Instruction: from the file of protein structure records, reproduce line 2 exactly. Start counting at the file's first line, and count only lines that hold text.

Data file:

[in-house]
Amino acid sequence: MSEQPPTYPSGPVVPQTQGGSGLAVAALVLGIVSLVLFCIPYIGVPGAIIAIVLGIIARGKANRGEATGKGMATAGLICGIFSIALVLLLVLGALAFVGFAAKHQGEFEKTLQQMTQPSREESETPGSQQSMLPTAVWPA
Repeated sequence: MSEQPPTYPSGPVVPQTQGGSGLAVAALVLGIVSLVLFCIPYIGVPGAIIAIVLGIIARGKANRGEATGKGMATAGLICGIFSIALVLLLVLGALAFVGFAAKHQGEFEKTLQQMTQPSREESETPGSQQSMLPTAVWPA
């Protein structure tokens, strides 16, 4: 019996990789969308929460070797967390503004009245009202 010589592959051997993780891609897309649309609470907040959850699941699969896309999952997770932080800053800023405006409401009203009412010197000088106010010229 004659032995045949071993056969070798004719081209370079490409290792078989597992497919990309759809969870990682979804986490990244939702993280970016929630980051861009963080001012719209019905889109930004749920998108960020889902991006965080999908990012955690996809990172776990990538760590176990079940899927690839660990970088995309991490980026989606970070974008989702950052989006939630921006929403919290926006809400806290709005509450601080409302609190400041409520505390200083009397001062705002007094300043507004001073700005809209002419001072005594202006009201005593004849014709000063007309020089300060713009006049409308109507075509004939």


Amino acid sequence: MSEQPPTYPSGPVVPQTQGGSGLAVAALVLGIVSLVLFCIPYIGVPGAIIAIVLGIIARGKANRGEATGKGMATAGLICGIFSIALVLLLVLGALAFVGFAAKHQGEFEKTLQQMTQPSREESETPGSQQSMLPTAVWPA